You don’t have to pay sales tax on trade-in vehicles; the tax is calculated on the net purchase price after deducting the trade-in value.
Many dealerships will give you a credit toward the price of a new car if you trade in your old one. For example, you could trade in your old car and get a $10,000 credit toward the price of a new car that costs $15,000. This would mean that you would only have to pay $5,000 out of your own pocket.
Because the trade-in value is not subject to sales tax, the taxable price of your new vehicle will be $5,000. This means you'll save the sales taxes you'd have paid on the $5,000 value of your trade-in.
How are dealer incentives and rebates taxed?
To encourage sales, many dealers offer cash incentives or manufacturer rebates on the sticker price of a vehicle. A $2,000 cash rebate may be offered on a $12,000 car, reducing the buyer's out-of-pocket expense to $10,000.
Since vehicle purchases are taxed in Vermont after rebates and incentives are applied, you will only be taxed as if the car cost $10,000.
Is Vermont a tax friendly state?
Vermont is not a tax friendly state. It has a relatively high income tax rate of up to 8.75%. The average Vermont homeowner pays more than $4,697 in property taxes each year.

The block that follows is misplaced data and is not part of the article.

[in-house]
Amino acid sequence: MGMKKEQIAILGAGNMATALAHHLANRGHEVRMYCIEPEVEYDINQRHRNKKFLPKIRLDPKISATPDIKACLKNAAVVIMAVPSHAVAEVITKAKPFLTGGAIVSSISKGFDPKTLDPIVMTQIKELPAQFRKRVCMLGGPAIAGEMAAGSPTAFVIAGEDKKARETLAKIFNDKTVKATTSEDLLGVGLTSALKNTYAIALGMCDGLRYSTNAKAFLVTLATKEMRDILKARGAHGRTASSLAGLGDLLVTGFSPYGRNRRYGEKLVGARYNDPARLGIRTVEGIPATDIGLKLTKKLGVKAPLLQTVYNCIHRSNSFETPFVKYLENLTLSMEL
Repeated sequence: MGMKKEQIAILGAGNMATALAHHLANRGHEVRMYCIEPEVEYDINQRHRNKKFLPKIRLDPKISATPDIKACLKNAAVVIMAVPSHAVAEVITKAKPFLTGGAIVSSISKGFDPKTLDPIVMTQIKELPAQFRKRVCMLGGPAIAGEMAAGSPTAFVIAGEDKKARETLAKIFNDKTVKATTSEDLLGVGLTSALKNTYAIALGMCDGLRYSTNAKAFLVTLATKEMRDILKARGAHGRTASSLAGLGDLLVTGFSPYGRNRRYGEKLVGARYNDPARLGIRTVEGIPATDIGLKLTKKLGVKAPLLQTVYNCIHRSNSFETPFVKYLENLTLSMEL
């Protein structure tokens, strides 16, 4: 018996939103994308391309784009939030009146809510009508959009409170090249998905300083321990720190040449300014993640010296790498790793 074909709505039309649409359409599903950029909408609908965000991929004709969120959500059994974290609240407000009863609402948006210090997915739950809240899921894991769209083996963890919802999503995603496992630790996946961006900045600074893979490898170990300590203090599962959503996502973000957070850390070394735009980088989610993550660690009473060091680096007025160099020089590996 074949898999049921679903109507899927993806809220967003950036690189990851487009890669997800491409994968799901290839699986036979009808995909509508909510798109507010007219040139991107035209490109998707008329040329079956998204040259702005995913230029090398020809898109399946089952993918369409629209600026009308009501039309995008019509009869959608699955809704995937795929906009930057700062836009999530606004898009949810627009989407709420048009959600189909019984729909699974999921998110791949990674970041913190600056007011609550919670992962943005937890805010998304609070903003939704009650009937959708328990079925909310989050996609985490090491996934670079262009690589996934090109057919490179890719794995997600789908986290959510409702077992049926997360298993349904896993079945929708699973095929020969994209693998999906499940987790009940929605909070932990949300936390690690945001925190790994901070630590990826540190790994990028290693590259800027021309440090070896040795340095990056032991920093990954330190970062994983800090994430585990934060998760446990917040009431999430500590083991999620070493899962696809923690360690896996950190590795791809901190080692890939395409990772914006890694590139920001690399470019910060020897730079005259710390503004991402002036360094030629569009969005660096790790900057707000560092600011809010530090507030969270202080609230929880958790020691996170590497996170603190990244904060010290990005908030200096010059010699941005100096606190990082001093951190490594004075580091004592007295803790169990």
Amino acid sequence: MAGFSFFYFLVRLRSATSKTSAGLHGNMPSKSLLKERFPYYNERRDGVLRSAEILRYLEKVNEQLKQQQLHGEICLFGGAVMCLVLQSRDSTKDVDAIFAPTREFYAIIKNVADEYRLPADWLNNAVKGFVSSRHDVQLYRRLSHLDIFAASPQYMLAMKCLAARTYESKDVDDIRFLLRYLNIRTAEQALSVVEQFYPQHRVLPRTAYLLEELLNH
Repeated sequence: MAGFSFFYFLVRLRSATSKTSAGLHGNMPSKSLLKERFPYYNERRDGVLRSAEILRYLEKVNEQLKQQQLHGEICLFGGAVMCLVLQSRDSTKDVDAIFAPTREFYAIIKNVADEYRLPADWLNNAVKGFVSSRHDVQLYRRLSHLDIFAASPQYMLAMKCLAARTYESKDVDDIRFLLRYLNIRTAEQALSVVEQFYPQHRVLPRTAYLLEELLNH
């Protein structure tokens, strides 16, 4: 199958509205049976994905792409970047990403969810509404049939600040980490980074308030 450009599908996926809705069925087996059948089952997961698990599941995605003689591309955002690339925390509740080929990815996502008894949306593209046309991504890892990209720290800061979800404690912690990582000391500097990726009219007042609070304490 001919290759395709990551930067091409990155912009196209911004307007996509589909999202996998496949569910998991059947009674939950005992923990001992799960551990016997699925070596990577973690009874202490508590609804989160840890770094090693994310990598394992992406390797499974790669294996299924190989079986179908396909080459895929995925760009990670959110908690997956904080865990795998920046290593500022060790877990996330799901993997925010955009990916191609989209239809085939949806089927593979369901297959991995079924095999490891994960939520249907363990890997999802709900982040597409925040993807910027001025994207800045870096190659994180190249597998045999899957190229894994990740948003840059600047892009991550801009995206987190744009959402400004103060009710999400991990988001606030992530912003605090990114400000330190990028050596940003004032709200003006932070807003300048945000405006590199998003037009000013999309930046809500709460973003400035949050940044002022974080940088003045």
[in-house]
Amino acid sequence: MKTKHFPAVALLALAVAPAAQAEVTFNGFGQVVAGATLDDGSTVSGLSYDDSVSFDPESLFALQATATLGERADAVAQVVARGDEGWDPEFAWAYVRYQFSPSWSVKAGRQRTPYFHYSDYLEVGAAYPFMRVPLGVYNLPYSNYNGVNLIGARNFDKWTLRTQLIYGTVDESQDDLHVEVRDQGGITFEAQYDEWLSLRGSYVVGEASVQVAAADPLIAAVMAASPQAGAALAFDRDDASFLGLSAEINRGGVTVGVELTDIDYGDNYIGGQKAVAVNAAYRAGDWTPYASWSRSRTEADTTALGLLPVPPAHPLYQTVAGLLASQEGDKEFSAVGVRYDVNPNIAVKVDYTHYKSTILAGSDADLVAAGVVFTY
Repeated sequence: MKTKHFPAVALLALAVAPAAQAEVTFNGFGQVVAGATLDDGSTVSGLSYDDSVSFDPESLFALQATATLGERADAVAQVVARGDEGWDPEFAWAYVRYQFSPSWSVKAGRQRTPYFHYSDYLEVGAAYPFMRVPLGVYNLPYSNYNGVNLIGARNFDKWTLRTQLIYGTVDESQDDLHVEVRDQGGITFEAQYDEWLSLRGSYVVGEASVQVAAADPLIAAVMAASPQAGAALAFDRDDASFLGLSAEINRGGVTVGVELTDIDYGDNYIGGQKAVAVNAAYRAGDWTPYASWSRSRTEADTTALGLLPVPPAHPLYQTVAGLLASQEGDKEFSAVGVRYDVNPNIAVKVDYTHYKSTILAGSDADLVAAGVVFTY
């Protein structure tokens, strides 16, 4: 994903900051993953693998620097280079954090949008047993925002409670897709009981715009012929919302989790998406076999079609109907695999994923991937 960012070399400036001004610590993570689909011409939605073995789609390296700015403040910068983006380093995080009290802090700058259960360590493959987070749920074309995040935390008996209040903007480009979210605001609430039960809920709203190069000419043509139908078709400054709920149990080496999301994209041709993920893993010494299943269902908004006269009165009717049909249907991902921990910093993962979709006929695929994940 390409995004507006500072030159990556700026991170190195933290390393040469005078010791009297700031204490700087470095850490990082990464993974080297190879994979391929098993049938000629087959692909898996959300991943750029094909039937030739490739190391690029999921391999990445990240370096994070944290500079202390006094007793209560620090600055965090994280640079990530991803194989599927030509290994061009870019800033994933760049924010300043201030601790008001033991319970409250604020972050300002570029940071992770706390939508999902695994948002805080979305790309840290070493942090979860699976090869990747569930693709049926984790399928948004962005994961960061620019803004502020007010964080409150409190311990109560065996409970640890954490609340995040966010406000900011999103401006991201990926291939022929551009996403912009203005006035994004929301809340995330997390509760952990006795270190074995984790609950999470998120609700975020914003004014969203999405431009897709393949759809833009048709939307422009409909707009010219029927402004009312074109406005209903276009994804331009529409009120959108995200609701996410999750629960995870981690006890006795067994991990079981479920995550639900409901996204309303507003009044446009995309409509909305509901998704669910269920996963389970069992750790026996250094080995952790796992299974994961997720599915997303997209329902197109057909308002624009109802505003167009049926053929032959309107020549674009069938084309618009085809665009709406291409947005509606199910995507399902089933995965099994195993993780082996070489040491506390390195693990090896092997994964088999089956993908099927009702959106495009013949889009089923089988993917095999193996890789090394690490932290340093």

Can I buy a car in New Hampshire if I live in Vermont?
You can purchase a vehicle from any state you desire. But if you buy a car from out-of-state and want to register it in New Hampshire, you must provide proof of residency, register the vehicle, and submit the necessary documents to your state's DMV equivalent.
If you are looking for more information about purchasing a used car in New Hampshire, give our guide a look (it has all the answers).
How do I transfer a Vermont title?
When transferring a vehicle title in Vermont, both you and the seller will fill out the title certificate thoroughly.
You will provide the following to your local DMV:
- The original vehicle title
- Vehicle identification number (VIN)
- An odometer disclosure statement (for cars less than 20 years old)
- A completed bill of sale and odometer disclosure statement (Form VT-005)
- Proof of a lien release (if applicable)
- A completed registration/title/tax application (Form VD-119)
- Payment for the vehicle title fee: $35
- Other DMV fees may be applicable
If you want a more in-depth exploration, take a look at our Vermont vehicle title transfer guide.